December 9th, 2016
With Christmas just around the corner and many people considering new laptops, the additional price of purchasing and installing Microsoft Home office can be considerable (from about £99 upward). So I was interested to see a reply to a reader’s query in the December issue of Writing Magazine.
The reader asked if there was a reliable, free substitute for Microsoft. Obviously there’s a lot of free software out there but this varies considerably in compatibility and ease of use. The suggestion they gave was Apache OpenOffice. It’s certainly not a new kid on the block so it has a track record of being stable and reliable. It offers similar software to Microsoft: word processing, graphics, spreadsheets, presentation software. It also looks similar, which is helpful if you are already familiar with Microsoft,and the big plus is that it also allows you to open and save Word docs! Read the rest of this entry »
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November 28th, 2016
First, thanks to Colin for last week’s blog. As he points out, there really is nothing new under the sun and today we’re still following the same ‘rules’ as writers were centuries ago. And they’re still helping us to write successful and gripping stories.
Long after readers have forgotten many other features of your book or short story, it will be your characters who will live on in their minds. And the stronger, the more striking your characters are, the more memorable they’ll be.
So, here are some tips for ensuring that your characters are unforgettable:
- Aim to create individuals who leap off the page, exuding energy and creating dramatic impact. They must be more exciting, and more attention grabbing, than the people we meet in our normal workaday existence.
Read the rest of this entry »
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November 22nd, 2016
Little read today, Somerset Maugham was one of the most popular and bestselling authors of novels and short stories in the 20th century. He once challenged himself to write a short story about a totally good man. It is probably his least successful story.
There is a good reason for this. While most people are not villainous, neither are they perfect – or totally good. And characters in fiction are more interesting if they have weaknesses and, occasionally, are very bad. They don’t come much nastier than Hannibal Lector in Thomas Harrison’s The Silence of the Lambs, yet the character and the novel have been immensely popular. Regrettably, perhaps, goodness can be boring. Read the rest of this entry »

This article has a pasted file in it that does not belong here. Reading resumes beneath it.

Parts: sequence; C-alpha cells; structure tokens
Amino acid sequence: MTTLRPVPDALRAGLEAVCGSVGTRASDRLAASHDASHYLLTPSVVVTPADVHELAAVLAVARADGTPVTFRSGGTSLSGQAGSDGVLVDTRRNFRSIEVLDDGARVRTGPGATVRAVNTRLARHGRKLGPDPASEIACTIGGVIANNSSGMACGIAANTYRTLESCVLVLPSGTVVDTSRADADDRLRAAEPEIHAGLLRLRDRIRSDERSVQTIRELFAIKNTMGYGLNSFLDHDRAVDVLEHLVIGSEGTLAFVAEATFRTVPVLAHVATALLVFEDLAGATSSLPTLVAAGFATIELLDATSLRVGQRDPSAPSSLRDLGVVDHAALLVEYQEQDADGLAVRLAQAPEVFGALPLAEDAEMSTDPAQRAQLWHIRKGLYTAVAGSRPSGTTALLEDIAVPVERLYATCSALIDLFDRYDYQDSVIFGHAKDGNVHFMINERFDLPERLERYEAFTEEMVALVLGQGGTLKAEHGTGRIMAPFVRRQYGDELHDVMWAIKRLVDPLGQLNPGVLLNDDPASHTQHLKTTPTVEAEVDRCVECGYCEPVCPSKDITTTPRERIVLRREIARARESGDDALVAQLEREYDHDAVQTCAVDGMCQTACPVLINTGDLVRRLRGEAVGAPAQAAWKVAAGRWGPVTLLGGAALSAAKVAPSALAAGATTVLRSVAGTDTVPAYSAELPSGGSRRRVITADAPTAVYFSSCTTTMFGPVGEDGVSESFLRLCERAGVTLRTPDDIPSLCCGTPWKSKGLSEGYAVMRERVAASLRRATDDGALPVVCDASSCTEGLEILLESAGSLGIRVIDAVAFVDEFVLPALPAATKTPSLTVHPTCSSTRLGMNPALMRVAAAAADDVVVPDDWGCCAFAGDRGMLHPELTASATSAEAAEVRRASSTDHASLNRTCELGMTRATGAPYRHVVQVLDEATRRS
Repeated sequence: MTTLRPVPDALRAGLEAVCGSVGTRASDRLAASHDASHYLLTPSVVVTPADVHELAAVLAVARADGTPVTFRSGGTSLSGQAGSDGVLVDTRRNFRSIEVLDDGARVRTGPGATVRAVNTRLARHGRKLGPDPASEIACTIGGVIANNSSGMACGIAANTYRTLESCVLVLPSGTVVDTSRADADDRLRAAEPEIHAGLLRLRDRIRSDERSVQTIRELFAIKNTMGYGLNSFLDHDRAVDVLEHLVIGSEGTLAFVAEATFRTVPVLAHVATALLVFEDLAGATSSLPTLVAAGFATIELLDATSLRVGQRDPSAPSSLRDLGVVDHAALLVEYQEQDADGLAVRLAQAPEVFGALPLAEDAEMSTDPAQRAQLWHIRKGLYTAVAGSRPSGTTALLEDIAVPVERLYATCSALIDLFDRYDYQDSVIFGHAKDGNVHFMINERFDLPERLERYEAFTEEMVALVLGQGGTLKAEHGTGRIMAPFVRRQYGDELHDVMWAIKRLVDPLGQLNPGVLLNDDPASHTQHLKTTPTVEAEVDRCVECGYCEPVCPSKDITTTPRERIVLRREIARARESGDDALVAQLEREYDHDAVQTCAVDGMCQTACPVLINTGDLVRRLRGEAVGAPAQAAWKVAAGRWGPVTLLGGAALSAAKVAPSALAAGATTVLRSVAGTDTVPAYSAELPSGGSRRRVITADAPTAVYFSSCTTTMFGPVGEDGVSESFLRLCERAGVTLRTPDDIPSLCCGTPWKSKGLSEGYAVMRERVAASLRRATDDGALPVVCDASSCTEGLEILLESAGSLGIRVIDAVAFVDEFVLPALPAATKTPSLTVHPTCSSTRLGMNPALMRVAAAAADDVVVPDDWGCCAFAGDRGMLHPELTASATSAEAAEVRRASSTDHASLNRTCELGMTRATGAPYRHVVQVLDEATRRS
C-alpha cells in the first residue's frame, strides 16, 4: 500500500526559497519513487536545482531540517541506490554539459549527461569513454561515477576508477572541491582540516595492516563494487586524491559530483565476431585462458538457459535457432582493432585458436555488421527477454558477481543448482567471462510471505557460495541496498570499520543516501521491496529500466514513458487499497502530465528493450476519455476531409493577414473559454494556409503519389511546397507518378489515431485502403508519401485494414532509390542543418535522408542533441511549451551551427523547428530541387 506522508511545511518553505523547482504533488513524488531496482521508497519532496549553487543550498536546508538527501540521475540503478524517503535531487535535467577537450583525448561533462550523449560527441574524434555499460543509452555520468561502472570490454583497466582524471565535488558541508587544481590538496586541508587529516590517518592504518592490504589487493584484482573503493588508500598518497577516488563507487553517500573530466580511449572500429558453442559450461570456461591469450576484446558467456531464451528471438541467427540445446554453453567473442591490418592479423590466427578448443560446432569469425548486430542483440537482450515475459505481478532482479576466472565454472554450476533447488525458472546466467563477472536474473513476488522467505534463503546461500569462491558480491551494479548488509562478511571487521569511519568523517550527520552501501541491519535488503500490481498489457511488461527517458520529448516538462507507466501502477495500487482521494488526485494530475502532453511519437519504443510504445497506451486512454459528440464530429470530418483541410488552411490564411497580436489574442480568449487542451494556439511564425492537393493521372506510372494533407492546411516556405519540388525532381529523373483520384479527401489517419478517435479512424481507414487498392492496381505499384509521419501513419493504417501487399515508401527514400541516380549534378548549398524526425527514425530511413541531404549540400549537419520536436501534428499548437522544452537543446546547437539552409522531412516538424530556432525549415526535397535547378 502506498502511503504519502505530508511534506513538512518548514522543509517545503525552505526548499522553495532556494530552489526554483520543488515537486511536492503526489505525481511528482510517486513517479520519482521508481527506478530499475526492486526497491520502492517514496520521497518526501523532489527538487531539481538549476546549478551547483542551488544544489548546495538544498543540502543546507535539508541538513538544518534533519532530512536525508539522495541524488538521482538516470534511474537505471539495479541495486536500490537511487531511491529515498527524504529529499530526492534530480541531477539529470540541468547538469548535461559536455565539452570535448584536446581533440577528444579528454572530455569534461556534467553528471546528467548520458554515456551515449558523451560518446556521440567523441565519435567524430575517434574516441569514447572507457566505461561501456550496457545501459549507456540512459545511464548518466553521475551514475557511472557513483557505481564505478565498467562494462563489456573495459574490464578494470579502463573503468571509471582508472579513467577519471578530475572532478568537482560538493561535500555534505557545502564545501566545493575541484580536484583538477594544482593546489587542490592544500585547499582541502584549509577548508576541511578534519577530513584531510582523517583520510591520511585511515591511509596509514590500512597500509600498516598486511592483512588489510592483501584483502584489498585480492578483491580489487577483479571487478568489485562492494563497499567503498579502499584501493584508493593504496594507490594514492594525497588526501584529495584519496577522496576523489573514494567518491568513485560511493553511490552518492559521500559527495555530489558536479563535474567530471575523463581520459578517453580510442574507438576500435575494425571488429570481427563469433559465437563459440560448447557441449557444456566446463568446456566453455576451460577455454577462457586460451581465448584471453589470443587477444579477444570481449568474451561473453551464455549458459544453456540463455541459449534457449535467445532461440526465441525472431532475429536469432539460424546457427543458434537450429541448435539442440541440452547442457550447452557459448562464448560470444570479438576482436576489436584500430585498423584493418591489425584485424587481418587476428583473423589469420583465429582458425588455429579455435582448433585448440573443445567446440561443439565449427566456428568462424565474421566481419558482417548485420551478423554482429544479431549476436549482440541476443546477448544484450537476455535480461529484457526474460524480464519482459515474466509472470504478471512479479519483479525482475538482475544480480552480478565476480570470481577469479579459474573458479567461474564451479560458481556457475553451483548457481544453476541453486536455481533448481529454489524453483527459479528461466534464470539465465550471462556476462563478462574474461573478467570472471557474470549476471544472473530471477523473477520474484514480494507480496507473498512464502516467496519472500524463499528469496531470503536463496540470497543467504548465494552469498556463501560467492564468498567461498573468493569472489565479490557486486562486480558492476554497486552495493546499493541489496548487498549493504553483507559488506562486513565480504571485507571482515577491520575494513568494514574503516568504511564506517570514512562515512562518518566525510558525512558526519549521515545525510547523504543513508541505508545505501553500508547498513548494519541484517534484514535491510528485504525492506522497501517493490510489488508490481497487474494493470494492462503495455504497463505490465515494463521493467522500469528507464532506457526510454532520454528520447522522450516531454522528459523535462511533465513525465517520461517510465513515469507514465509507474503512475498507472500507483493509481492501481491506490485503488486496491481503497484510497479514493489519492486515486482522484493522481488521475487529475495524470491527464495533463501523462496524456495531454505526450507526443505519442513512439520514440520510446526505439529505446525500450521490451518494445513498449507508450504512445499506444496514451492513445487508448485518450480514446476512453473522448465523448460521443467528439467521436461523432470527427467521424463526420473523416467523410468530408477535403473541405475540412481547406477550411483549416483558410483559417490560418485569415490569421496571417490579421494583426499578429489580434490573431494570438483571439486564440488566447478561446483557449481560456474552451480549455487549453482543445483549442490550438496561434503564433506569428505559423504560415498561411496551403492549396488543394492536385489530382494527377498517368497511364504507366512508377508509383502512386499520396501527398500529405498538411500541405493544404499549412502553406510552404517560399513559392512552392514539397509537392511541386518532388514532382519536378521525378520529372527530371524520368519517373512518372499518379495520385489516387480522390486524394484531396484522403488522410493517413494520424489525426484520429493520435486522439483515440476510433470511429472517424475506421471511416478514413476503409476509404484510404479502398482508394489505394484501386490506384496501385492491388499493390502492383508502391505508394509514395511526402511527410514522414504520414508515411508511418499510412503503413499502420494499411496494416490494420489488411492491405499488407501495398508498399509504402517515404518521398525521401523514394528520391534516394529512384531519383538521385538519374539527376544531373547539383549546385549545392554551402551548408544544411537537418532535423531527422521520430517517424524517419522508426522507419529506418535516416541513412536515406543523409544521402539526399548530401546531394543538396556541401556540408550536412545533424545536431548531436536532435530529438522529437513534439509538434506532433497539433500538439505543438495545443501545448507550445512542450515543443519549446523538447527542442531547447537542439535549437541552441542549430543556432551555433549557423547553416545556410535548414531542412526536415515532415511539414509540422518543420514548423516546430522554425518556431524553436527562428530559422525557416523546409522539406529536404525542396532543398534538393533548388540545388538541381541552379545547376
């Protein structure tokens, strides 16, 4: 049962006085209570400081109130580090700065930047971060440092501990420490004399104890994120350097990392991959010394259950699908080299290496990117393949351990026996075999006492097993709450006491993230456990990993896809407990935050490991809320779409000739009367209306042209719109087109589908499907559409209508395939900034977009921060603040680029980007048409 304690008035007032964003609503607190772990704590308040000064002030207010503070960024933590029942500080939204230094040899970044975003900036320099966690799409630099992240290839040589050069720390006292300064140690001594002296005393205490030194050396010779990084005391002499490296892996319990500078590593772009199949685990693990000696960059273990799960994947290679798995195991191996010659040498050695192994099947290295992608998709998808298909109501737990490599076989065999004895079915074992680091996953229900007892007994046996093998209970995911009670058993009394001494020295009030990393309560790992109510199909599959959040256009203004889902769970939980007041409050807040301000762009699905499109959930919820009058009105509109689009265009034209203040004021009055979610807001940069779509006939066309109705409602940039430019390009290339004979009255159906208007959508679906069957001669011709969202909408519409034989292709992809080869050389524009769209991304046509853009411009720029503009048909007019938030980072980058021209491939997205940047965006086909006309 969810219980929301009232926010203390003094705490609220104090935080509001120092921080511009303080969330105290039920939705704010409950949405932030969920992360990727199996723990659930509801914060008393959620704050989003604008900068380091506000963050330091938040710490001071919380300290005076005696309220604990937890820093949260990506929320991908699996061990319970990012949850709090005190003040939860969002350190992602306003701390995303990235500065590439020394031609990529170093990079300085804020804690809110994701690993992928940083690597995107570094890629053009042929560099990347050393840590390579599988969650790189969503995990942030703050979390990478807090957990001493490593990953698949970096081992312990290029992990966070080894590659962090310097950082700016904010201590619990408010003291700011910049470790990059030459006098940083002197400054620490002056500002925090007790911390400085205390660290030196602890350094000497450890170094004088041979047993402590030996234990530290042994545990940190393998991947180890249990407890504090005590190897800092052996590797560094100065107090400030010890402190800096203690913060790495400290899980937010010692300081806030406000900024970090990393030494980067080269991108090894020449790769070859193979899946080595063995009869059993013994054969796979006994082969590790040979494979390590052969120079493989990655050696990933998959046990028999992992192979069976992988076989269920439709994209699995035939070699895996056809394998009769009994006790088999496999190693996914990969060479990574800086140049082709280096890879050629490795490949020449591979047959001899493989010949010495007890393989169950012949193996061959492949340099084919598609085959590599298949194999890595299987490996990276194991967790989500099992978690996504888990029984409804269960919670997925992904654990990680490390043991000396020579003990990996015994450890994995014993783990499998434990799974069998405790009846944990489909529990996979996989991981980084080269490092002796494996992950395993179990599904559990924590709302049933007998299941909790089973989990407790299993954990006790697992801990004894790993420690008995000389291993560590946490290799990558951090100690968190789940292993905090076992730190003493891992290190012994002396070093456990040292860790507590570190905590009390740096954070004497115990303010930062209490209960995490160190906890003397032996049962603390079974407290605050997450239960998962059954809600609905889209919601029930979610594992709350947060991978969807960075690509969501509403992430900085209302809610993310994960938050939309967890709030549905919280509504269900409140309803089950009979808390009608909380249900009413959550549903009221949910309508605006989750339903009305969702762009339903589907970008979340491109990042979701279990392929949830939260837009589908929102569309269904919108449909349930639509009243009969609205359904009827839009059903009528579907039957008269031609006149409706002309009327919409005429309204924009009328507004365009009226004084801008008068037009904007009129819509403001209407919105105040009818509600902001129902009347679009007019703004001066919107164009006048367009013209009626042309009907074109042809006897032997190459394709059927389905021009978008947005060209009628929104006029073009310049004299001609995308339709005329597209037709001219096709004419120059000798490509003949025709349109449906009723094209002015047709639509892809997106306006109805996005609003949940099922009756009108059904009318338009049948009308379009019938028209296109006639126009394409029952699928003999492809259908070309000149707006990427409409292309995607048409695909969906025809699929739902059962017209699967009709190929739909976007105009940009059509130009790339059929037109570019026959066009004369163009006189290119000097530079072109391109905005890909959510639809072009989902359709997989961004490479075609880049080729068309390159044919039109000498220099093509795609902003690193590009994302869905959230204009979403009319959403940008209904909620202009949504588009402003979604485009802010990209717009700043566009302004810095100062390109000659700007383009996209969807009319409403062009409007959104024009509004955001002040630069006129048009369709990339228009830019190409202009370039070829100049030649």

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November 11th, 2016
First, thanks to Phil for last week’s blog, it’s great to have him as one of the team working in the office.
And he’s absolutely right. One of the best things about working for the Writers Bureau (apart from the Friday cream cakes) is that we’re dealing with students from all over the world. I love reading through assignments, it’s like having a window on the world. Not the world you see in glossy travel brochures, but the world of real people, leading real lives.
Another interesting, but odd, experience is when you get a student writing about a place that you know well. A lady recently described a park very close to where I live and which I visit quite often. It’s just an ordinary, municipal park but I think it’s tranquil and relaxing and she obviously felt the same way. I got a little jolt of pleasure to think that someone else obviously sees it in the same way that I do. Read the rest of this entry »
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November 4th, 2016
It’s been a while since I wrote anything here. So, how y’all keeping? Everybody well?
Things have changed a bit for me. Most notably – our youngest has started high school (and, fingers crossed, he seems to be alright). So, with a view to keeping the wolf from the door, I’ve said farewell to my days as a house-husband and started work here at the Writers Bureau – in the office.
Now, I’ve never worked in an office before, and maybe in a couple of months the novelty will wear off. But for now, I’m enjoying it. They’re a nice crew, the Writers Bureau team. We all celebrate each others birthdays, everyone brings treats back from their holidays, and we have cream cakes on Fridays, so I’m having to watch my waist-line. Read the rest of this entry »
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